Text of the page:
This travel bulletin has been reviewed and updated. It contains new information regarding changes to surrogacy laws in Thailand. Commercial surrogacy is illegal in Thailand. Australians are advised not to visit Thailand for the purpose of engaging in commercial surrogacy arrangements.
This travel bulletin provides information for Australians planning to travel overseas for the purpose of surrogacy.
International surrogacy is a complex and evolving area which raises significant legal and social considerations. Surrogacy is poorly regulated in many countries, which gives rise to a range of concerns for the welfare of the parties involved. Concerns include both the potential exploitation of women and differing approaches among countries to the legal rights of children who are born as a result of surrogacy.
We strongly caution Australians to consider all legal and other risks involved in pursuing international surrogacy, and to seek independent legal advice on Australian and foreign laws. You should be aware that the regulatory environment in a host country may change without warning. The absence of rules and regulations governing surrogacy in some countries should not be seen as condoning commercial surrogacy. The risks of entering into such arrangements in less regulated markets are high.
Australians entering into surrogacy arrangements overseas should be familiar with the entry and exit requirements for respective countries, including visas for commissioning parents and infants, to ensure full compliance. The Australian Government cannot intervene in visa matters.
Surrogacy arrangements occur legally in a number of countries. Highlighted below are countries in which surrogacy is not legal or where specific rules or requirements governing overseas arrangements surrogacy are in place.
The following websites provide an overview of the legal issues affecting Australians considering overseas surrogacy arrangements:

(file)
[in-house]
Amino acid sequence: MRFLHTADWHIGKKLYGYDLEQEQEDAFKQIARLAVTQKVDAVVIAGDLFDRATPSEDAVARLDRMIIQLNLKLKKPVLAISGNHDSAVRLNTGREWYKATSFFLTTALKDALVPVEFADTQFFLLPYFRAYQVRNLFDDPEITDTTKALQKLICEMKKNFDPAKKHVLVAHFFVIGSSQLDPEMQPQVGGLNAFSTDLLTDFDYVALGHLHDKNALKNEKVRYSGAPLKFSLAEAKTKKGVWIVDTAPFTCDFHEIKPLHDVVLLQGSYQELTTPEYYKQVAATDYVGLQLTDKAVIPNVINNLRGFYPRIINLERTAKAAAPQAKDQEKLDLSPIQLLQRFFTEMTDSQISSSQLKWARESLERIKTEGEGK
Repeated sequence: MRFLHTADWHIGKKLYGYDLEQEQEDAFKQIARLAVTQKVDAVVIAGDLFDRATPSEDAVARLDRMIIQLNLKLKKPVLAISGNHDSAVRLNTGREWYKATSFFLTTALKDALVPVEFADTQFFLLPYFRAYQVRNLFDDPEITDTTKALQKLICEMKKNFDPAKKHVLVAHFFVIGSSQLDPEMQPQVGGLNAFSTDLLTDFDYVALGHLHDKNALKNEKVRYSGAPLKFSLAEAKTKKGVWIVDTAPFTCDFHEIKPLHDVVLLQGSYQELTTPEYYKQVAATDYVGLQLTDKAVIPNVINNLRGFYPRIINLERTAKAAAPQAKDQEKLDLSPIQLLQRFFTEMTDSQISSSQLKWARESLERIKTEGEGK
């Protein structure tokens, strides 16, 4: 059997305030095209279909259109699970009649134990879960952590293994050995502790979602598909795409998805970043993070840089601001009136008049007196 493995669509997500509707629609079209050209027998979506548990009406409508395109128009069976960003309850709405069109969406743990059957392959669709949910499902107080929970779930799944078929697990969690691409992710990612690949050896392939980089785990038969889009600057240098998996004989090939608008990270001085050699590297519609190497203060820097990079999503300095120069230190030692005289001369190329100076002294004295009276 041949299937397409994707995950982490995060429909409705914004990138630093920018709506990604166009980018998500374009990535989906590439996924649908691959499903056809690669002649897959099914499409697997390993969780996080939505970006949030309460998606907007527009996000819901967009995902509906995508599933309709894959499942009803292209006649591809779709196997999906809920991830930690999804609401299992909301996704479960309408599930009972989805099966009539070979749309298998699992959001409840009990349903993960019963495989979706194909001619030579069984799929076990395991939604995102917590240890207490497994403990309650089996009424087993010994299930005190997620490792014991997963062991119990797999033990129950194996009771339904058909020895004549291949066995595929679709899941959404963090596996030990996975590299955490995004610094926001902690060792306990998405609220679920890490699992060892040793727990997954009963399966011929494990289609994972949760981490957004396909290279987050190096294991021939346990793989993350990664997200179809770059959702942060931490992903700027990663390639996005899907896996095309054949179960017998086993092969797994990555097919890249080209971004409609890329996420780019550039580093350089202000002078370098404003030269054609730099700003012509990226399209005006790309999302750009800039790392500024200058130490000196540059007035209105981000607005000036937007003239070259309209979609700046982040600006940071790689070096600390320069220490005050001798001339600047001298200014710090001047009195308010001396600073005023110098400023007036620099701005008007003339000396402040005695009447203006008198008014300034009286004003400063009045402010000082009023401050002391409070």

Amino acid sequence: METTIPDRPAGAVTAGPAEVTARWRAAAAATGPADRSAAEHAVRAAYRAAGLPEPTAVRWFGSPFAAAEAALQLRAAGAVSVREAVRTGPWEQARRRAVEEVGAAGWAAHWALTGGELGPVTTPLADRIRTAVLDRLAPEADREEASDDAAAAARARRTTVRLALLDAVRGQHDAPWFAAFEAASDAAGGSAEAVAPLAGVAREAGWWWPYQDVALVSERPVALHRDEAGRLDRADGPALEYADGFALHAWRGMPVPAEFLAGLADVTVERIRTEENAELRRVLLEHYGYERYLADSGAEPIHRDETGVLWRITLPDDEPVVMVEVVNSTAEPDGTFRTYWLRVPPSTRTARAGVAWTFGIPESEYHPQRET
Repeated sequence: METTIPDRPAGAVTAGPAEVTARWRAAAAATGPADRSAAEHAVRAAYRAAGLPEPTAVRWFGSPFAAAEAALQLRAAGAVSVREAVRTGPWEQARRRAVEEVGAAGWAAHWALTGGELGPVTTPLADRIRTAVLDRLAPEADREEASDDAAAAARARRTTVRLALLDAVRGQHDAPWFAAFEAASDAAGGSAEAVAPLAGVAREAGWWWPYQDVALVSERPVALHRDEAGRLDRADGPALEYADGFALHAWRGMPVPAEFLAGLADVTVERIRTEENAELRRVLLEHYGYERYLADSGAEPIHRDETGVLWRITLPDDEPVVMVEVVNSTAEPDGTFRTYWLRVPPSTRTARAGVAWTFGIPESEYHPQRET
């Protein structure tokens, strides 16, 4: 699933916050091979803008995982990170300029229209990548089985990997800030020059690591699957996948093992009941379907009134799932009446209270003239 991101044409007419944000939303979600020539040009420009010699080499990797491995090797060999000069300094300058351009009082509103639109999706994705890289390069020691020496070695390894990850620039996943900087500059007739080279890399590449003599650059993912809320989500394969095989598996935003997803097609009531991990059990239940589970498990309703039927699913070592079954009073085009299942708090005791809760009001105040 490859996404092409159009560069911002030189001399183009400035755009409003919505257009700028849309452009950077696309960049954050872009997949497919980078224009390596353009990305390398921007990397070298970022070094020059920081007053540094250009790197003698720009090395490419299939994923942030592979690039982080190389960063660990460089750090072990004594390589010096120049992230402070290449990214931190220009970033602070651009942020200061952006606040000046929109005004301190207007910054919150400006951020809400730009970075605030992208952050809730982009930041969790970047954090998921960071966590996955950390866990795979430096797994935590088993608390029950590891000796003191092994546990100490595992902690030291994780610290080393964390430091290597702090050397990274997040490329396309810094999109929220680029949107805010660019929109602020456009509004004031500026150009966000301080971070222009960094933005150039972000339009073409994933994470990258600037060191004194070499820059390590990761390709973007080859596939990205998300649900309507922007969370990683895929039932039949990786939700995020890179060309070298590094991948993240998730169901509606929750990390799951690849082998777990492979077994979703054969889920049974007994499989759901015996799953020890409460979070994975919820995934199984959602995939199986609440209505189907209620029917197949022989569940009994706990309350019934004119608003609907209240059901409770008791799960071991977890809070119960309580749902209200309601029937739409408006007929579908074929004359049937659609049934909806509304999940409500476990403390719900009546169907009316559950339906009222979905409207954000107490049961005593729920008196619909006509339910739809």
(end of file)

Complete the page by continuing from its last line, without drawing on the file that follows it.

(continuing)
On 4 November 2015, the Government of India issued advice confirming surrogacy was no longer available to foreigners. With immediate effect visas and permission issued by Indian consulates or Foreigners Regional Registration Offices (FRRO) will not be available to foreign nationals seeking to visit India for the purpose of commissioning surrogacy.
For those Australian parents who have entered into surrogacy arrangements in India prior to 4 November and who are seeking to travel to India to collect their children, permission must be granted by the FRRO/Foreigners Registration Office (FRO). Those who are seeking to complete a medical process started before 4 November will need to seek permission from the Indian State Health authorities. Permission will be granted on a case by case basis.
Applicants seeking further advice about changes to surrogacy in India or visa requirements are encouraged to contact Indian Consulates in Australia.
The Australian Government cannot intervene in visa matters, or in applications to the FRRO/FRO or India’s State Health Authorities.
While in India, Australians are subject to the local laws of India and we strongly advise against any attempt to circumvent the requirement to obtain an exit permit to remove children from India. Visa guidelines for foreign nationals intending to visit India for commissioning surrogacy are strictly enforced. We strongly recommend that Australians comply fully with India's visa regulations. Failing to do so risks Australian parents being unable to travel to India to collect their children.